In spite of there being so many people, the atmosphere was great; relaxed family fun on a Sunday afternoon. People were queuing for mulled wine and hot sausages, children were laughing, dogs were having fun and couples walked hand in hand.

We took a different route back home, via the fields and through the deer park you have also seen several times on my blog, just never with snow.

The stag in this picture really has only one antler. (If you click on the picture, it enlarges, and you should be able to see it better.)

This one was complete. He looked very interested when I was rummaging in my bag, but when he realised only a mobile phone (camera) came out and not a paper bag with bread or other treats, he went back to what he had been doing before.

We covered three parks that day - the one around the lake, the deer park and the palace grounds. By now, the sun was much lower than when we had started. Two and a half hours after we had left the house, we were back - ready for mugs of steaming hot coffee and a piece of cake.

If winter is like that, I don't mind it that much. But I wouldn't mind warmer weather now, either!

Saturday 21 January 2017


A few days ago, this post on Yorkshire Pudding's blog, my comment there and his reply to it made me think of posting something about handwriting - my handwriting, to be precise.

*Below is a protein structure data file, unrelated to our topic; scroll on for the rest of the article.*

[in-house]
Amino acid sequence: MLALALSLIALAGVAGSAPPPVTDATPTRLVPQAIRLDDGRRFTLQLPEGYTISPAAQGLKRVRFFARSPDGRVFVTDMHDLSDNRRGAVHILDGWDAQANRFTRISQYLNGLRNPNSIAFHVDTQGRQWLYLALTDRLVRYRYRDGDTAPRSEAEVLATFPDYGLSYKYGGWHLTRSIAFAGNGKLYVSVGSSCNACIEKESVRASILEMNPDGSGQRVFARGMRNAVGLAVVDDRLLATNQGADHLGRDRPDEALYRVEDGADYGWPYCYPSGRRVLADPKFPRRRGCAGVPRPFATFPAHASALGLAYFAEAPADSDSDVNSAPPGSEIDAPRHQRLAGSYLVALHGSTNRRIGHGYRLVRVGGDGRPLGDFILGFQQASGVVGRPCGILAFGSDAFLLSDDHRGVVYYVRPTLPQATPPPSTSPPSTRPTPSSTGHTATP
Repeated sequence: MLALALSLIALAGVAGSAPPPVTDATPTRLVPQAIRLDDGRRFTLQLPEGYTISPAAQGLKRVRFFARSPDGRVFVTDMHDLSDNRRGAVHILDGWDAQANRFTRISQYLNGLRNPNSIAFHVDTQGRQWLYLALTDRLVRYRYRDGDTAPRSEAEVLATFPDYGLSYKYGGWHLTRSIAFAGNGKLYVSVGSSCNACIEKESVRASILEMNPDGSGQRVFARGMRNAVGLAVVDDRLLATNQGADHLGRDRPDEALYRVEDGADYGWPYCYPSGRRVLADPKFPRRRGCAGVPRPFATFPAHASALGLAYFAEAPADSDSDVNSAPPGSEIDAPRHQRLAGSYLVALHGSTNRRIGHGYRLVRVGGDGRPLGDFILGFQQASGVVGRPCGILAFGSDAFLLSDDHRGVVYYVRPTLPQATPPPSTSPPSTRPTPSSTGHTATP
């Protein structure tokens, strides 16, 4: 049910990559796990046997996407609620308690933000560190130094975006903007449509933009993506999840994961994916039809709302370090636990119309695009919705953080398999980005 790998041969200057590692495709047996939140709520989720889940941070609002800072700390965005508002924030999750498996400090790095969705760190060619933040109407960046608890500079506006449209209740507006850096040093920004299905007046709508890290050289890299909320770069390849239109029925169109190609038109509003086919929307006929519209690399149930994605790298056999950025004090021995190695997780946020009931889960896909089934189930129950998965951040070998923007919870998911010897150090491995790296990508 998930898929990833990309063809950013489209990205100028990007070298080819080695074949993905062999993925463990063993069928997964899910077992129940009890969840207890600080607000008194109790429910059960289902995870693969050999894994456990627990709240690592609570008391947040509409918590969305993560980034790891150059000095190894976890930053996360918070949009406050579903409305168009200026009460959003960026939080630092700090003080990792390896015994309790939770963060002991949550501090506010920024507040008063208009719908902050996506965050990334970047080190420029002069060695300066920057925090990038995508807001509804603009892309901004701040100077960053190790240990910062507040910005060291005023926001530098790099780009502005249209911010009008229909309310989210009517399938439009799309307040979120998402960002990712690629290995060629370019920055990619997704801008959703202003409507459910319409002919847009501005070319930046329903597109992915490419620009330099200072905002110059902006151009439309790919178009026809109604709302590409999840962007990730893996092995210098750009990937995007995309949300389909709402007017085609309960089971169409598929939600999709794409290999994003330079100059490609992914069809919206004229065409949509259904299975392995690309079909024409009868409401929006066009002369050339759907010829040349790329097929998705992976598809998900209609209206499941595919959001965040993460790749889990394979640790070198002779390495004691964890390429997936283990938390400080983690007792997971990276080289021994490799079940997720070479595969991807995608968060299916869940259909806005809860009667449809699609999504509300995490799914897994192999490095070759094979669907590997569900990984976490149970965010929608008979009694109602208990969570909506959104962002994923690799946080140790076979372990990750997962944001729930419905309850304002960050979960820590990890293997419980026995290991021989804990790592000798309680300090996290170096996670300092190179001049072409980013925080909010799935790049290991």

In 2010, when my blog had only about a handful of readers and was a little different from what it is now, I posted an irregular series of four posts titled "Notes to Self", the first one being this one. Funnily enough, that post was inspired by something I had been reading on someone else's blog, too - just like this time.

And the reason for my handwriting being as untidy as it is was already mentioned there: I used to work at a company where 60 weekly newspapers of small rural communities were produced every week. I was responsible for the adverts pages in those papers, and this was long before nearly everybody had access to the internet and was sending emails back and forth all day. 
Back then, most of our business was done over the phone, and I was constantly rung by customers wanting to place ads in our papers. They gave me whatever they wanted published over the phone, with me scribbling along as fast as I could. We did not have headsets for our telephones; instead, I was always squeezing the receiver between my left shoulder and my ear.
You can imagine that this was a) not leading to particularly neat handwriting and b) very bad - on the long run, especially - for my neck, shoulders and back. I am still struggling with the consequences of working like this for years, even though I have left that company more than 15 years ago.

Back to my handwriting: I have never been particularly good at this. Maybe it has to do with bad eyesight (I was wearing specs already at the age of 7), maybe part of it is due to my own impatience of getting my thoughts on paper as fast as possible, as it was when at school we were told to write an essay. I would cover pages and pages (easily 10 of them) with my scribbles, and although I guess my teachers sat there, sighing over my untidy writing, they usually liked what I wrote, and I always received good grades for my essays. Or did my teachers simply give up and put a good grades underneath, just to get it over with? I will never know!

When I knew it mattered, I tried to write really well and made an effort - as I still do when, for instance, I write Christmas cards. Those of you who have received a card from me will know that I do not always succeed! But this example of my handwriting from the early 1990s shows you what I mean: